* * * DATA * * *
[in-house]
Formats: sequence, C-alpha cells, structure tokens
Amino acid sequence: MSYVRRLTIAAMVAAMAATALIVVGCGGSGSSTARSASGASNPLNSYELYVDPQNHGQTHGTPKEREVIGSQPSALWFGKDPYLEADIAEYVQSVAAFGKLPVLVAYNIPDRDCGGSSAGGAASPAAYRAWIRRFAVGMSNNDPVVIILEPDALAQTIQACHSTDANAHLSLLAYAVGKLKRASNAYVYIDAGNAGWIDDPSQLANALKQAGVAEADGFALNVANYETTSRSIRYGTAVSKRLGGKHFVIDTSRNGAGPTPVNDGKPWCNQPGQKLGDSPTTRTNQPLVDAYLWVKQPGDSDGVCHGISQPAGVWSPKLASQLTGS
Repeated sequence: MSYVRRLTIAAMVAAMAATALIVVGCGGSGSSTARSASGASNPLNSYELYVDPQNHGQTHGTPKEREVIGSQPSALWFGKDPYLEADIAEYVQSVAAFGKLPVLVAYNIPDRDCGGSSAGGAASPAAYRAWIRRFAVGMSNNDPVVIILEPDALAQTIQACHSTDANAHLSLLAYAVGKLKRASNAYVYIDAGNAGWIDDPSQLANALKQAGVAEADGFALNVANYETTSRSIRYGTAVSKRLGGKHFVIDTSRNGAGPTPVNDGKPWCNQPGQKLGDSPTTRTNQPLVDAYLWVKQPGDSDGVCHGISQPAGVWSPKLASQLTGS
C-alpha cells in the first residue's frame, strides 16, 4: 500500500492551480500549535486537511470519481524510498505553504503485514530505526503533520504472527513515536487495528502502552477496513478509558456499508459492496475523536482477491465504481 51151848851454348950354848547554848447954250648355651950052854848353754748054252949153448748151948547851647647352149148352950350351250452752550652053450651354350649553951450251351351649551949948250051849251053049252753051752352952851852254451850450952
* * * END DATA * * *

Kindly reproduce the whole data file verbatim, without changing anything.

[in-house]
Formats: sequence, C-alpha cells, structure tokens
Amino acid sequence: MSYVRRLTIAAMVAAMAATALIVVGCGGSGSSTARSASGASNPLNSYELYVDPQNHGQTHGTPKEREVIGSQPSALWFGKDPYLEADIAEYVQSVAAFGKLPVLVAYNIPDRDCGGSSAGGAASPAAYRAWIRRFAVGMSNNDPVVIILEPDALAQTIQACHSTDANAHLSLLAYAVGKLKRASNAYVYIDAGNAGWIDDPSQLANALKQAGVAEADGFALNVANYETTSRSIRYGTAVSKRLGGKHFVIDTSRNGAGPTPVNDGKPWCNQPGQKLGDSPTTRTNQPLVDAYLWVKQPGDSDGVCHGISQPAGVWSPKLASQLTGS
Repeated sequence: MSYVRRLTIAAMVAAMAATALIVVGCGGSGSSTARSASGASNPLNSYELYVDPQNHGQTHGTPKEREVIGSQPSALWFGKDPYLEADIAEYVQSVAAFGKLPVLVAYNIPDRDCGGSSAGGAASPAAYRAWIRRFAVGMSNNDPVVIILEPDALAQTIQACHSTDANAHLSLLAYAVGKLKRASNAYVYIDAGNAGWIDDPSQLANALKQAGVAEADGFALNVANYETTSRSIRYGTAVSKRLGGKHFVIDTSRNGAGPTPVNDGKPWCNQPGQKLGDSPTTRTNQPLVDAYLWVKQPGDSDGVCHGISQPAGVWSPKLASQLTGS
C-alpha cells in the first residue's frame, strides 16, 4: 500500500492551480500549535486537511470519481524510498505553504503485514530505526503533520504472527513515536487495528502502552477496513478509558456499508459492496475523536482477491465504481 51151848851454348950354848547554848447954250648355651950052854848353754748054252949153448748151948547851647647352149148352950350351250452752550652053450651354350649553951450251351351649551949948250051849251053049252753051752352952851852254451850450952